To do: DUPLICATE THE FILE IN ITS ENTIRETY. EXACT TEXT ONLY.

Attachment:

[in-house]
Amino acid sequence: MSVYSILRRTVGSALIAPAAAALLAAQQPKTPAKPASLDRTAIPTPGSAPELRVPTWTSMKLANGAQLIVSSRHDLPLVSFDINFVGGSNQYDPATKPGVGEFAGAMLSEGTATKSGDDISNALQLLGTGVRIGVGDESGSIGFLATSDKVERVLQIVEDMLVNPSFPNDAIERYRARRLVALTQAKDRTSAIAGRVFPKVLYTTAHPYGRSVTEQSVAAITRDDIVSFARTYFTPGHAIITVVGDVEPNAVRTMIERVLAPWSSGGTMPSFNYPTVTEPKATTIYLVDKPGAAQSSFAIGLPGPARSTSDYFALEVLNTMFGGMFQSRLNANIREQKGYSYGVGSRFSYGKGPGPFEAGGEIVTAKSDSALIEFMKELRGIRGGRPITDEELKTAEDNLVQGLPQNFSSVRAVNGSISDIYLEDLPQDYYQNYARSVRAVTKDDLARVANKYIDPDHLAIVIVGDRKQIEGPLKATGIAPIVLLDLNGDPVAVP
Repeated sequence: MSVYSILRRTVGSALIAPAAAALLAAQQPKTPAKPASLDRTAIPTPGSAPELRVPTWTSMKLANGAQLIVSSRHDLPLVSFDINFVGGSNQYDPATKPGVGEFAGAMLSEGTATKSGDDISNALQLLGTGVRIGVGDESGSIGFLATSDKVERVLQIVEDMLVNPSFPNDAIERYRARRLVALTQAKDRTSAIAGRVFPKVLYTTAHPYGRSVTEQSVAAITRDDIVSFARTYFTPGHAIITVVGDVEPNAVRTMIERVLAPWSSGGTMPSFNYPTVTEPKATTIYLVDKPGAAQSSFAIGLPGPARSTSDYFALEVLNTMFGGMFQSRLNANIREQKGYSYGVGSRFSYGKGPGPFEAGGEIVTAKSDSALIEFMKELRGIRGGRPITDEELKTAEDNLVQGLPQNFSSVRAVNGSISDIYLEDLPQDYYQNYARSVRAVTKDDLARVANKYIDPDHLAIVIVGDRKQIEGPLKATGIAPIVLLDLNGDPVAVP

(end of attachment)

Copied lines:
[in-house]
Amino acid sequence: MSVYSILRRTVGSALIAPAAAALLAAQQPKTPAKPASLDRTAIPTPGSAPELRVPTWTSMKLANGAQLIVSSRHDLPLVSFDINFVGGSNQYDPATKPGVGEFAGAMLSEGTATKSGDDISNALQLLGTGVRIGVGDESGSIGFLATSDKVERVLQIVEDMLVNPSFPNDAIERYRARRLVALTQAKDRTSAIAGRVFPKVLYTTAHPYGRSVTEQSVAAITRDDIVSFARTYFTPGHAIITVVGDVEPNAVRTMIERVLAPWSSGGTMPSFNYPTVTEPKATTIYLVDKPGAAQSSFAIGLPGPARSTSDYFALEVLNTMFGGMFQSRLNANIREQKGYSYGVGSRFSYGKGPGPFEAGGEIVTAKSDSALIEFMKELRGIRGGRPITDEELKTAEDNLVQGLPQNFSSVRAVNGSISDIYLEDLPQDYYQNYARSVRAVTKDDLARVANKYIDPDHLAIVIVGDRKQIEGPLKATGIAPIVLLDLNGDPVAVP
Repeated sequence: MSVYSILRRTVGSALIAPAAAALLAAQQPKTPAKPASLDRTAIPTPGSAPELRVPTWTSMKLANGAQLIVSSRHDLPLVSFDINFVGGSNQYDPATKPGVGEFAGAMLSEGTATKSGDDISNALQLLGTGVRIGVGDESGSIGFLATSDKVERVLQIVEDMLVNPSFPNDAIERYRARRLVALTQAKDRTSAIAGRVFPKVLYTTAHPYGRSVTEQSVAAITRDDIVSFARTYFTPGHAIITVVGDVEPNAVRTMIERVLAPWSSGGTMPSFNYPTVTEPKATTIYLVDKPGAAQSSFAIGLPGPARSTSDYFALEVLNTMFGGMFQSRLNANIREQKGYSYGVGSRFSYGKGPGPFEAGGEIVTAKSDSALIEFMKELRGIRGGRPITDEELKTAEDNLVQGLPQNFSSVRAVNGSISDIYLEDLPQDYYQNYARSVRAVTKDDLARVANKYIDPDHLAIVIVGDRKQIEGPLKATGIAPIVLLDLNGDPVAVP